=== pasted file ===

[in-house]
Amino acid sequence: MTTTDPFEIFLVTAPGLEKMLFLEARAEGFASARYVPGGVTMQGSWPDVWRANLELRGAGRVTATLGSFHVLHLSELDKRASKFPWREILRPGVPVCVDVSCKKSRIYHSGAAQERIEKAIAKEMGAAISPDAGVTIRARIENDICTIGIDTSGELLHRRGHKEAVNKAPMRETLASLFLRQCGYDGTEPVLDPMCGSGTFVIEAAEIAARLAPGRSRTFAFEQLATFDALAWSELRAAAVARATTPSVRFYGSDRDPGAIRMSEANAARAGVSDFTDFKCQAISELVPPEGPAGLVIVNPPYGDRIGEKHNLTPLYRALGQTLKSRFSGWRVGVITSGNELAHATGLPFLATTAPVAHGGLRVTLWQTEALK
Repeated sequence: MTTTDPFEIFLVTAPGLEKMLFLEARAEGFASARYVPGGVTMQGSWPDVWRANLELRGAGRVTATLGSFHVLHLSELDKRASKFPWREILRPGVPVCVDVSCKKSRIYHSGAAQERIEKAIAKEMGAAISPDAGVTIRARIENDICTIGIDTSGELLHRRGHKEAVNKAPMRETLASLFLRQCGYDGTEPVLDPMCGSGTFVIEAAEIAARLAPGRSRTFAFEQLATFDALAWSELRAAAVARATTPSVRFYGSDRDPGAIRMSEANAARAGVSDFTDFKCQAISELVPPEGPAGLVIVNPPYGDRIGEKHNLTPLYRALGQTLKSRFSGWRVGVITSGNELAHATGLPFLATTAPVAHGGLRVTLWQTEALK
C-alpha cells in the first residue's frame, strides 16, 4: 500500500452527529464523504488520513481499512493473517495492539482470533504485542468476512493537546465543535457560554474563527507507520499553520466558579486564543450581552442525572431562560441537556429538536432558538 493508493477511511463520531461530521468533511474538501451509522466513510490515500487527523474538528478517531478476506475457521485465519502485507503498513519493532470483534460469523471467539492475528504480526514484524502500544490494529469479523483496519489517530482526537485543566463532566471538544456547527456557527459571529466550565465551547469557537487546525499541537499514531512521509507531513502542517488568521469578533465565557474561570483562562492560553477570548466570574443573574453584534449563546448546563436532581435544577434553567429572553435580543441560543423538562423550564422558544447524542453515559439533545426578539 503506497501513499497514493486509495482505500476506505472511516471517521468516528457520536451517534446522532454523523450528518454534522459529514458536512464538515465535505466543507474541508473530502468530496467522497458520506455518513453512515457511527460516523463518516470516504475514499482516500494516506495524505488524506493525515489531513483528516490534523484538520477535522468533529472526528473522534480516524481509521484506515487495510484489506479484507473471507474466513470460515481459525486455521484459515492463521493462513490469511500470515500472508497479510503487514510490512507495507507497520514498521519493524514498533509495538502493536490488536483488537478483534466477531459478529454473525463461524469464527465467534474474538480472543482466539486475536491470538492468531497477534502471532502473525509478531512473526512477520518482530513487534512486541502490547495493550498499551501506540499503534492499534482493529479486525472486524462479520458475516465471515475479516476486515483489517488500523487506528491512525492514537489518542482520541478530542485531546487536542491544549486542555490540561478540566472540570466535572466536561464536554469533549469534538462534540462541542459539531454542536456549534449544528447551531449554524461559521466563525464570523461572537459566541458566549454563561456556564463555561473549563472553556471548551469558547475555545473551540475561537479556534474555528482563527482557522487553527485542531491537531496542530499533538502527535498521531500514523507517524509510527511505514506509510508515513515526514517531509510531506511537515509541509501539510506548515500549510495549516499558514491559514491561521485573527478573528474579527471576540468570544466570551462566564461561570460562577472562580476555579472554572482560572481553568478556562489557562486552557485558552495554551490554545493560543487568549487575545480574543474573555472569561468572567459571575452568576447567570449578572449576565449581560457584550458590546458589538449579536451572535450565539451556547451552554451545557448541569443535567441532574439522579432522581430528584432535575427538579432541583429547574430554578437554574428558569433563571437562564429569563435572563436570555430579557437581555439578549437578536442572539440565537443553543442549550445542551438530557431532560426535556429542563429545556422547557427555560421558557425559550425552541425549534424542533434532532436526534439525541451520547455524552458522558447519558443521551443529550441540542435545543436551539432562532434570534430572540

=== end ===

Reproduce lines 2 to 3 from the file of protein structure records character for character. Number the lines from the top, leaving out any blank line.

Amino acid sequence: MTTTDPFEIFLVTAPGLEKMLFLEARAEGFASARYVPGGVTMQGSWPDVWRANLELRGAGRVTATLGSFHVLHLSELDKRASKFPWREILRPGVPVCVDVSCKKSRIYHSGAAQERIEKAIAKEMGAAISPDAGVTIRARIENDICTIGIDTSGELLHRRGHKEAVNKAPMRETLASLFLRQCGYDGTEPVLDPMCGSGTFVIEAAEIAARLAPGRSRTFAFEQLATFDALAWSELRAAAVARATTPSVRFYGSDRDPGAIRMSEANAARAGVSDFTDFKCQAISELVPPEGPAGLVIVNPPYGDRIGEKHNLTPLYRALGQTLKSRFSGWRVGVITSGNELAHATGLPFLATTAPVAHGGLRVTLWQTEALK
Repeated sequence: MTTTDPFEIFLVTAPGLEKMLFLEARAEGFASARYVPGGVTMQGSWPDVWRANLELRGAGRVTATLGSFHVLHLSELDKRASKFPWREILRPGVPVCVDVSCKKSRIYHSGAAQERIEKAIAKEMGAAISPDAGVTIRARIENDICTIGIDTSGELLHRRGHKEAVNKAPMRETLASLFLRQCGYDGTEPVLDPMCGSGTFVIEAAEIAARLAPGRSRTFAFEQLATFDALAWSELRAAAVARATTPSVRFYGSDRDPGAIRMSEANAARAGVSDFTDFKCQAISELVPPEGPAGLVIVNPPYGDRIGEKHNLTPLYRALGQTLKSRFSGWRVGVITSGNELAHATGLPFLATTAPVAHGGLRVTLWQTEALK